“During the development of a tree, the lower limbs often die, but may persist for a time, sometimes years. Subsequent layers of growth of the attaching stem are no longer intimately joined with the dead limb, but are grown around it. Hence, dead branches produce knots which are not attached, and likely to drop out after the tree has been sawn into boards.” (Knots in Wood)
It rained hard the last few days. The warnings were coming of a small freshet and then the weather turning cold across the Northern tier. The rivers rose and now they will drop and clear. The damage from drastic rises in the rivers, even if not at flood stages, leaves behind telltale signs of levels once the waters drop below ‘normal’ levels.
Here the graph shows the two day spike as the river rose about 9 feet and is now dropping.
I have this old, plastic fly box. Pliable plastic, of a sort, it smells of petroleum and the faint scent of mothballs, which protected materials from ever present moths decades ago. This fly box has been stored away in the garage, in a drawer. Every year, I open it and gaze at the contents. I never remove the contents of this box because, frankly, they are terribly tied flies.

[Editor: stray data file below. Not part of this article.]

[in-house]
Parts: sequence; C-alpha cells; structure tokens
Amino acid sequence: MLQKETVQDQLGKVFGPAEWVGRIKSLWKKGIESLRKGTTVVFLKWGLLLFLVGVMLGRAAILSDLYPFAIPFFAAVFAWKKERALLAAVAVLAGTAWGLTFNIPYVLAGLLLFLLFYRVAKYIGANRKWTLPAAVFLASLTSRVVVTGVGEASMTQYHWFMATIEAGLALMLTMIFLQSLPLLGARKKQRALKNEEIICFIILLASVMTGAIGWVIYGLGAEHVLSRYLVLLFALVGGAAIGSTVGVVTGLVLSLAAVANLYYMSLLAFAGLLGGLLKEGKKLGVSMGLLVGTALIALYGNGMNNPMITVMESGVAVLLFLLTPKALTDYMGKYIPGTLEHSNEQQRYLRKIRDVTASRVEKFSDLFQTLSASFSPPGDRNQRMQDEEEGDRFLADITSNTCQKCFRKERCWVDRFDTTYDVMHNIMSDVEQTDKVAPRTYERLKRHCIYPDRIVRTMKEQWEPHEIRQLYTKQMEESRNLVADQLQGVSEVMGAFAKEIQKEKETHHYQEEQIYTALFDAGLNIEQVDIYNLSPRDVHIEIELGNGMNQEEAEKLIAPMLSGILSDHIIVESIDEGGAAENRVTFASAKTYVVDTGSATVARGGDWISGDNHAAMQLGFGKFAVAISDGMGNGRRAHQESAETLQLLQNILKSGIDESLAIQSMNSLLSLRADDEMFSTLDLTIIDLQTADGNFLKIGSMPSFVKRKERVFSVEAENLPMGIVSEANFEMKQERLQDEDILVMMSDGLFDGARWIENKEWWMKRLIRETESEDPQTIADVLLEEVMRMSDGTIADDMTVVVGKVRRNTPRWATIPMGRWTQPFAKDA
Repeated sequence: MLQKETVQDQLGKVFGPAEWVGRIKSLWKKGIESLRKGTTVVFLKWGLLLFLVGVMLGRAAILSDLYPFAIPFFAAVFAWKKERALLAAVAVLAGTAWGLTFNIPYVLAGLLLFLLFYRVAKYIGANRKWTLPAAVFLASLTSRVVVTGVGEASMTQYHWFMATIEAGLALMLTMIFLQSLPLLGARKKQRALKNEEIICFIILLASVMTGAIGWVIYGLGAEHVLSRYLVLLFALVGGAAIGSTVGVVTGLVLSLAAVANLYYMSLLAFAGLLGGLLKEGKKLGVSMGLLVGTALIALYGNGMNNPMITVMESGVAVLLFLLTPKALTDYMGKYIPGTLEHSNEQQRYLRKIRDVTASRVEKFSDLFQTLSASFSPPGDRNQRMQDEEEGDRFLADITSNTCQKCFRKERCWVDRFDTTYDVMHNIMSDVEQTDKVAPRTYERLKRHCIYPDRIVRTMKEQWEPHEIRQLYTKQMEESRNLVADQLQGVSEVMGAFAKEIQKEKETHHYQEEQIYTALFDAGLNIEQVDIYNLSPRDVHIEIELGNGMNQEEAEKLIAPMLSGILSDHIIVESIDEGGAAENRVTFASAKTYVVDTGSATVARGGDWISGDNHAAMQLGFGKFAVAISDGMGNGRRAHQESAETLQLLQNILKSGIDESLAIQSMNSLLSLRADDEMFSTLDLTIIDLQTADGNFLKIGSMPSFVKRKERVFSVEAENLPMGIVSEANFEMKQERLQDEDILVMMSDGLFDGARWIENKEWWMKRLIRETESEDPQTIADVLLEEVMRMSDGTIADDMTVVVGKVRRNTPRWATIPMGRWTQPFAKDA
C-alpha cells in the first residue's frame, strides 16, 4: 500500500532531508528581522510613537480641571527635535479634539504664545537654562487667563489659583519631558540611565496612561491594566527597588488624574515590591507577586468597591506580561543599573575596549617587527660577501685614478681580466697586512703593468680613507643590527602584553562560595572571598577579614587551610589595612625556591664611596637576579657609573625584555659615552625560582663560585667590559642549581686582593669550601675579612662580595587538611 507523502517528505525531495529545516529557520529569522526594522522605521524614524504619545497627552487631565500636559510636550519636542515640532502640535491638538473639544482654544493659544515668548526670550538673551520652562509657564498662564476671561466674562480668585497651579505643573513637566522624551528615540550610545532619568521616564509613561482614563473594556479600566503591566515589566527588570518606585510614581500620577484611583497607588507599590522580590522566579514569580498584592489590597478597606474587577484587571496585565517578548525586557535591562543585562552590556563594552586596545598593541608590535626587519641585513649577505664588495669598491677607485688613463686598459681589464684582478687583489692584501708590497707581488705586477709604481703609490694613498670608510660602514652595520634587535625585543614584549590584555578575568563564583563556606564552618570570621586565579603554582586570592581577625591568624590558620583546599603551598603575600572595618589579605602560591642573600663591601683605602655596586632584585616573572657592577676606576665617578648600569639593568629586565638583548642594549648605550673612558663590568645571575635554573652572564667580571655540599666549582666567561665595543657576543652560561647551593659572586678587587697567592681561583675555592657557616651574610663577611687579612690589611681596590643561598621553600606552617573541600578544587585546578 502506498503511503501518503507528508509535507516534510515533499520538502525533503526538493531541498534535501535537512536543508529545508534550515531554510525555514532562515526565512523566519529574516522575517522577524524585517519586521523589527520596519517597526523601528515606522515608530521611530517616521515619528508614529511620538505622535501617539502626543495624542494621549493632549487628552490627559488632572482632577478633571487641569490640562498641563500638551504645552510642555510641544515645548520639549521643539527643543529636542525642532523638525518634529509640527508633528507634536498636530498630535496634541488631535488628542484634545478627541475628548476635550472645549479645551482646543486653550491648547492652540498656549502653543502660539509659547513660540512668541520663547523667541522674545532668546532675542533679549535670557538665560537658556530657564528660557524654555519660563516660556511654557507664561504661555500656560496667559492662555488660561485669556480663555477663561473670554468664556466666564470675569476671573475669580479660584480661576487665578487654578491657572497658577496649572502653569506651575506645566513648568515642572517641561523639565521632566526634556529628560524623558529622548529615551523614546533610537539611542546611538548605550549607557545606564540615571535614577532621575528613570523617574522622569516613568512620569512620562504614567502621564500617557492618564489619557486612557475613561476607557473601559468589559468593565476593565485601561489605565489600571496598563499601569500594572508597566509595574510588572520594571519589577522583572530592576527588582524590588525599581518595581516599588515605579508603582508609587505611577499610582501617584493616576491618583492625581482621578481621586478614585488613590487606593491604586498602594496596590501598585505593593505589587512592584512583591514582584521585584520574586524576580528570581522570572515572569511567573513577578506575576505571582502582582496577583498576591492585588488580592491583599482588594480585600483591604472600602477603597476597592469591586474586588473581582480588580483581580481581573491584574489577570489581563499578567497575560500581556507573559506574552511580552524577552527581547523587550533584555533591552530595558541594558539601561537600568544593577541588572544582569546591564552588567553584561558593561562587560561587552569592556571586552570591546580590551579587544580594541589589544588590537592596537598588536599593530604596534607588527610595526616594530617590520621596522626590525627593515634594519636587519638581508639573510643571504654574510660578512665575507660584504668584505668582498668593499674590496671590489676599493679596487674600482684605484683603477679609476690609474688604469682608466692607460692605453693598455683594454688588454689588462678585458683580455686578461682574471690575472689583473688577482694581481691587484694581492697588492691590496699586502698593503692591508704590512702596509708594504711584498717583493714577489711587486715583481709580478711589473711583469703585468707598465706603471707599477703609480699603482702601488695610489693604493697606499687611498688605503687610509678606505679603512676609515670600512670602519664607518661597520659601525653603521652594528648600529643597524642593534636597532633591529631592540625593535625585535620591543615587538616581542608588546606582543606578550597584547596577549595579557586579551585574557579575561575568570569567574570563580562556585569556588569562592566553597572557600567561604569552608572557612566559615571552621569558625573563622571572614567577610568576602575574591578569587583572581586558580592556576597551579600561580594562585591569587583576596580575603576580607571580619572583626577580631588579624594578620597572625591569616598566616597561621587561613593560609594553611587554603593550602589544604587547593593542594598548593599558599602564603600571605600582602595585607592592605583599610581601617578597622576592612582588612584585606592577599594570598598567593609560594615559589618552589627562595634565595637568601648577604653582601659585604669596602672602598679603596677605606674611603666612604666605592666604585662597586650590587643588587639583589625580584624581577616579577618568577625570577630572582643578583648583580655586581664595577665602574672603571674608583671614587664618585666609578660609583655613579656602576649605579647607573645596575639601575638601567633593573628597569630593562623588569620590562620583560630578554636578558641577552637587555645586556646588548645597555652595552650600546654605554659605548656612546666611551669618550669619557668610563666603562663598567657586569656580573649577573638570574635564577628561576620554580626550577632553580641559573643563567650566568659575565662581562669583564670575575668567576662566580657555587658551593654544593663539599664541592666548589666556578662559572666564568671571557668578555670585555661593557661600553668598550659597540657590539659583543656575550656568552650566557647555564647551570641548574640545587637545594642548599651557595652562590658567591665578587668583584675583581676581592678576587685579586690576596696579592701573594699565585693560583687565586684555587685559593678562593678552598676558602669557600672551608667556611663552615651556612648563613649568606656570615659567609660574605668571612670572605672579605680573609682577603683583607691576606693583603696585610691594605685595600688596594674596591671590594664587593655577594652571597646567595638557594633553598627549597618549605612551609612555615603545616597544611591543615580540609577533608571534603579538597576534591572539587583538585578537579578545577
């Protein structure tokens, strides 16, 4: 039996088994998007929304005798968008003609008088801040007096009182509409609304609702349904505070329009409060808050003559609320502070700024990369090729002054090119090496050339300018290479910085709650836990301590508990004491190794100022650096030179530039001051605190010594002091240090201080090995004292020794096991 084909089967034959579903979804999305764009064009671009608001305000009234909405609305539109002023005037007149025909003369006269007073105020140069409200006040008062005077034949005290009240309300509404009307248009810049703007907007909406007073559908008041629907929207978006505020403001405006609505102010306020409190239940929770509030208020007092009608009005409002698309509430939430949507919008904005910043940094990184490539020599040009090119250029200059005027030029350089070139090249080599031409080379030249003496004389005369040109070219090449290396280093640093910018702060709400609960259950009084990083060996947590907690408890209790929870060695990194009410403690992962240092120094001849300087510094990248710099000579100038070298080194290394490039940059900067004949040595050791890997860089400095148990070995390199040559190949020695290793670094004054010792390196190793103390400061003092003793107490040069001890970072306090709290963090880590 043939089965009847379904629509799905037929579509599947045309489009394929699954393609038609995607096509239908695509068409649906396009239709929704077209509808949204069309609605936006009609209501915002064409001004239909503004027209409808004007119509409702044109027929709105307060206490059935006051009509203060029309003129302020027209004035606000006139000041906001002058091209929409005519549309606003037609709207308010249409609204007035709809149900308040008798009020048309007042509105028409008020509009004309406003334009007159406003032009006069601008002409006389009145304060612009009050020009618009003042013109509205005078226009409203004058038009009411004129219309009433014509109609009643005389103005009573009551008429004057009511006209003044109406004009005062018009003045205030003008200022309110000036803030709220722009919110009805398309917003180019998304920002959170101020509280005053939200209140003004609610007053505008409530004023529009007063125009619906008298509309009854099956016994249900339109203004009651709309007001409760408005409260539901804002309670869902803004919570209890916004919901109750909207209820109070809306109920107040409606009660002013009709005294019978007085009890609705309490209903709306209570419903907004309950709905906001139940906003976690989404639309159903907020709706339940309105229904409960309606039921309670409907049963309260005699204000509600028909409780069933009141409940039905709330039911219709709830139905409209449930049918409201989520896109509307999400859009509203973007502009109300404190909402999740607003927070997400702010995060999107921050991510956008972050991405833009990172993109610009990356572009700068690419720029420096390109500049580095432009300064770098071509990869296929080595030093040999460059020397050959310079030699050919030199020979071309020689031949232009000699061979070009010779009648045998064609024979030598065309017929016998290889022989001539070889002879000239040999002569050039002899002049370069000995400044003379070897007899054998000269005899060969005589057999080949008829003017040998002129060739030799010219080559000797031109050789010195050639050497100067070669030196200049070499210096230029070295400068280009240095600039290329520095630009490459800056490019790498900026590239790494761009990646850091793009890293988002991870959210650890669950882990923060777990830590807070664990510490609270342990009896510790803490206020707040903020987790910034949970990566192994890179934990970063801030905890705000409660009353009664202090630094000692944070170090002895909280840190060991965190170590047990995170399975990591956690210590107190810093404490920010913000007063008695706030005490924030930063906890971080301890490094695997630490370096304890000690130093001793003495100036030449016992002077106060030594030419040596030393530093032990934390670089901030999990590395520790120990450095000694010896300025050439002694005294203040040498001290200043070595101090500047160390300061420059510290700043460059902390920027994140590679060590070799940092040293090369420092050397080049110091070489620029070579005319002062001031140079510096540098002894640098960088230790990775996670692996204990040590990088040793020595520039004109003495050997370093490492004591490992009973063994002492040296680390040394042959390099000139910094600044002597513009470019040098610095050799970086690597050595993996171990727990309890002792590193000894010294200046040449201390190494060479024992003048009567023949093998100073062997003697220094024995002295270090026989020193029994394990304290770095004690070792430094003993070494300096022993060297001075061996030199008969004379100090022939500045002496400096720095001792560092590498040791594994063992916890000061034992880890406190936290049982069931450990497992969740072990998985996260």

These were my original flies, tied early on after a class. I am talking 30+ years ago. And, in this box is a fly, which heretofore, I have never shared with anyone. SwittersB’s Very First Tied Fly.
I remember tying the fly in my beginning fly tying class. Not a Bi-Visible or Spider. It was, I s’pose, an effort to teach one how to palmer hackle or wrap hackle. Tied on a too heavy Mustad hook, the fly doubtless would not have floated, let alone danced upon the surface for long.
The fly has never exited the fly box, until now, let alone been tethered to a tippet. Much like an entrepreneur’s first earned dollar bill framed up on the wall and unspent, my First Fly will not be kissed by a fish. I bet your first fly looks, or would look, better than the mess above.